Android Deleted From Linux Kernel


linux-online-incUhohs! It appears that the Google Android Code has been deleted from the Linux Kernel. The change is explained in depth at but the folks at RegHardware sum it up nicely:

“No one cared about the code, so it was removed,” writes Kroah-Hartman. “As I’ve stated before, code in the staging tree needs to be worked on to be merged to the main kernel tree, or it will be deleted.”

But the larger problem, he continues, is that Android uses a new lock type, new hooks for its “sometimes bizarre” security model, and a revamped framebuffer driver infrastructure. All this, he says, prevents “a large chunk” of Android drivers and platform code from merging into the main kernel tree.

Google, he ultimately argues, has forked its mobile OS.

Kroah has a ton of great things to say about Google and Android. The removal of Android from the Linux Kernel isn’t the end of the world, but more an admittance that Android is paving its own path. If Google doesn’t alter directions now to account for this, it’ll probably be too late to turn back.

What does Google have to gain?

Because Google doesn’t have their code merged into the mainline, these companies creating drivers and platform code are locked out from ever contributing it back to the kernel community. The kernel community has for years been telling these companies to get their code merged, so that they can take advantage of the security fixes, and handle the rapid API churn automatically. And these companies have listened, as is shown by the larger number of companies contributing to the kernel every release.

It seems like, according to Kroah, we would get more secure builds with less bugs and quicker OTA fixes/patches if Google were to follow the necessary Linux procedures. Kroah is reluctantly hopeful… and I’m less optimistic. I definitely recommend reading the full article for those interested.

I’m no Linux expert but I’m sure we have plenty of readers who understand this on a much deeper level. So chime in – how does this affect us and what’s your opinion?

Rob Jackson
I'm an Android and Tech lover, but first and foremost I consider myself a creative thinker and entrepreneurial spirit with a passion for ideas of all sizes. I'm a sports lover who cheers for the Orange (College), Ravens (NFL), (Orioles), and Yankees (long story). I live in Baltimore and wear it on my sleeve, with an Under Armour logo. I also love traveling... where do you want to go?

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  1. This is a big deal. This is why you see rooted phones (like the LG Eve) still don’t have ports of the latest Android OS releases: the drivers for the wireless radios and other components simply aren’t available for the newer kernels, and are very difficult to port.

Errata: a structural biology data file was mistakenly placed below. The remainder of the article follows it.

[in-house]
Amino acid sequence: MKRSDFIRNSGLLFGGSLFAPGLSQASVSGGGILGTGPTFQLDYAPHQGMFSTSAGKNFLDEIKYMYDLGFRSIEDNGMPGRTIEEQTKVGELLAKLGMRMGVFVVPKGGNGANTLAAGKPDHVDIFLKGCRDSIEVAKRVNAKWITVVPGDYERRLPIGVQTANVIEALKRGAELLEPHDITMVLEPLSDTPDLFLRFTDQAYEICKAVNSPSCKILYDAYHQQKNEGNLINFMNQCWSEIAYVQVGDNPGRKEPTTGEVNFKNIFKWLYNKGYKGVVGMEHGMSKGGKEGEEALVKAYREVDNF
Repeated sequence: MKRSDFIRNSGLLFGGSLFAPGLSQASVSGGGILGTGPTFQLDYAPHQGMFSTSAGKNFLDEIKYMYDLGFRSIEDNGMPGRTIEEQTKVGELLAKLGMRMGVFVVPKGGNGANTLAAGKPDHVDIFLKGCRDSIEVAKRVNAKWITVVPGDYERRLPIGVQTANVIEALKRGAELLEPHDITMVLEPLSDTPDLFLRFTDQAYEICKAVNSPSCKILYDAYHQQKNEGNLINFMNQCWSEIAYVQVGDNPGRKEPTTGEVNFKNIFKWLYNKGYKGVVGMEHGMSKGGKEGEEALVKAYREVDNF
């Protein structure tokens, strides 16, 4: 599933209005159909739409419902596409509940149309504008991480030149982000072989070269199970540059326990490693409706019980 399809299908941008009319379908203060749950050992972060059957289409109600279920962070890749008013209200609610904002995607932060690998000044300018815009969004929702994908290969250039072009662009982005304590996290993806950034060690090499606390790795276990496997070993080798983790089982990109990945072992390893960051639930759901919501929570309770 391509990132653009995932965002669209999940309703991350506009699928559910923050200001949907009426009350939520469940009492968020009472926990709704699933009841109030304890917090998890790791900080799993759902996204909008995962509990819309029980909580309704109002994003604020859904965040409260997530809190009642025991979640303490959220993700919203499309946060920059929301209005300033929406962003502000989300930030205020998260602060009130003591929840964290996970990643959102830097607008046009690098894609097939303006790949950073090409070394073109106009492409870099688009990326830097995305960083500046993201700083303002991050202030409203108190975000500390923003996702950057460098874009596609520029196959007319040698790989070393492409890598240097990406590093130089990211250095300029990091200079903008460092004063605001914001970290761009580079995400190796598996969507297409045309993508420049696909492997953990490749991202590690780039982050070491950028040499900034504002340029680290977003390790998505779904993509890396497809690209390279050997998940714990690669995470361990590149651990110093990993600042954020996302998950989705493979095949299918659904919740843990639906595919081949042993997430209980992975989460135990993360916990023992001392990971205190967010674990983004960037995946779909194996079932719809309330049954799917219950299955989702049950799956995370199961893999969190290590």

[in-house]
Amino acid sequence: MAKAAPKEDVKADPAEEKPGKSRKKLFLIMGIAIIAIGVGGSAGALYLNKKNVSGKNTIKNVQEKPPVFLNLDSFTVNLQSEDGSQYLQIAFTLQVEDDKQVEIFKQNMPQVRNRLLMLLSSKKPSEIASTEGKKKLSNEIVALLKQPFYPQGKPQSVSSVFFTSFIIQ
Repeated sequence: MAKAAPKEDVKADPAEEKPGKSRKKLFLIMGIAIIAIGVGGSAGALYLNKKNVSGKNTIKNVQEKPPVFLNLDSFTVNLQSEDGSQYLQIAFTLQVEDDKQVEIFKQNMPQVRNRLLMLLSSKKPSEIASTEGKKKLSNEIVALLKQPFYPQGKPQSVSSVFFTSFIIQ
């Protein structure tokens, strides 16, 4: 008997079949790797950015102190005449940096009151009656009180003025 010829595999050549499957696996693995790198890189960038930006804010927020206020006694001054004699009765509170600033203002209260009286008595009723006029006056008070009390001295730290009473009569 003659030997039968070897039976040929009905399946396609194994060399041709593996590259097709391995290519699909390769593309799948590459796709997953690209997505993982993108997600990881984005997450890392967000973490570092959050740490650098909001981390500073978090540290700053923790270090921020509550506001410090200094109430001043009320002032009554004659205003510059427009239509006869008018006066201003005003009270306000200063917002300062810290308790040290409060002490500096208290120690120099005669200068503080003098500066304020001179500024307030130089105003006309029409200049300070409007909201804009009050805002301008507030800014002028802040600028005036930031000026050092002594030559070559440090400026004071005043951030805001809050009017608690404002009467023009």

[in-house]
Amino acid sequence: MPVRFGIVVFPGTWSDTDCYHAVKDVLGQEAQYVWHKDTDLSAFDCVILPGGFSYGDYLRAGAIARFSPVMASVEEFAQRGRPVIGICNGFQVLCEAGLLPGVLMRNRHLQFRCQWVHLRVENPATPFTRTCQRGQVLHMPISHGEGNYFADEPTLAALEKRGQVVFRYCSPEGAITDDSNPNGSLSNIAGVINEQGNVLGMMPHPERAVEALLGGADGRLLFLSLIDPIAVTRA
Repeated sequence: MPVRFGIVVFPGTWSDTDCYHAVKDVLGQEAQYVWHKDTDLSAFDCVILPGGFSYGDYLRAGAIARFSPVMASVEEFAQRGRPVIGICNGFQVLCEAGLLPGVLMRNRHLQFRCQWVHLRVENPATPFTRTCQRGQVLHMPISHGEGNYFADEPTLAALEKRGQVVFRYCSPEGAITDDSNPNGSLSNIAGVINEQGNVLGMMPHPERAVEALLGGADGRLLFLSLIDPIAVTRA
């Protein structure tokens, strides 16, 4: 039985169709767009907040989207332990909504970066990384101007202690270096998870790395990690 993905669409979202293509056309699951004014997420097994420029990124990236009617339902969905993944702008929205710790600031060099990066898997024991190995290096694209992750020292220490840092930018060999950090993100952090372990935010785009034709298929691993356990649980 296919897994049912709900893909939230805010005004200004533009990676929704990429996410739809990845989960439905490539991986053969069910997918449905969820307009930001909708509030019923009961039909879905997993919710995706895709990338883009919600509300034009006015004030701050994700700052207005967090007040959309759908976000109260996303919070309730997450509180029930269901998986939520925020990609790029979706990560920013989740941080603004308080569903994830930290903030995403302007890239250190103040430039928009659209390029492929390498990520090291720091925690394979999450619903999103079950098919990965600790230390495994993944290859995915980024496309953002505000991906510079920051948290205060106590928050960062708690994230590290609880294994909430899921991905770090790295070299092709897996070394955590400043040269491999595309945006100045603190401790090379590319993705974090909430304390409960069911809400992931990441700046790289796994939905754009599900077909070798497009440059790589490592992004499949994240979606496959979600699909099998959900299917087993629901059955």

Plus, it means doing anything non-Android with any of this hardware is next to impossible.

    It’s a bad situation that Google needs to take seriously and fix right away, before it gets worse.

  2. It appears there is something missing ……… but who is to blame? Google?

    Certainly makes for a good discussion!

  3. If linux doesn’t fit into what android needs (and locks, security models and device infrastructure are a must), the fork is wellcome. We don’t get a new kernel everytime there is a new one, we wait for google to integrate it. I don’t even know if this means anything to google, but for sure it doesn’t for us (unless you’re an opensource freak).

  4. Ok, allow me be the first to say this: “Wha?”

  5. I second that

  6. @hector – opensource … well i think that’s one of the main reasons why to use android instead of iphone os or webos

  7. So I may be wrong here, but it sounds like Google had Android code in the staging tree, they never “got around to” making the adjustments the linux team asked them to, linux team had to push forward so they removed it and gave Google an ultimatum; fix your code or fork your project.

  8. Being told to Fork off isn’t the end of the world.

    Android probably needs to be a fork off the linux tree anyway (is that mixing metaphors?) as it’s going to become more specialised anyway and mutate off in it’s own direction.

  9. Ok, I’ll ask this then, what does this mean for those of us who own an Android phone? Should we be worried that there will be a shelf-life on our updating future?

  10. Actually it’s no big deal. And doesn’t really affect Android users and developers. As Greg pointed out the only party affected is Google, because they will not have the community support from other kernel developers.

    To clarify it a bit: if I’m a company making drivers for the linux kernel I have two choices: either I work hard to get my code into the mainline kernel (making the necessary changes requested by the kernel maintainers or other kernel developers to reach the code quality required for the merge), or I write the code however I want.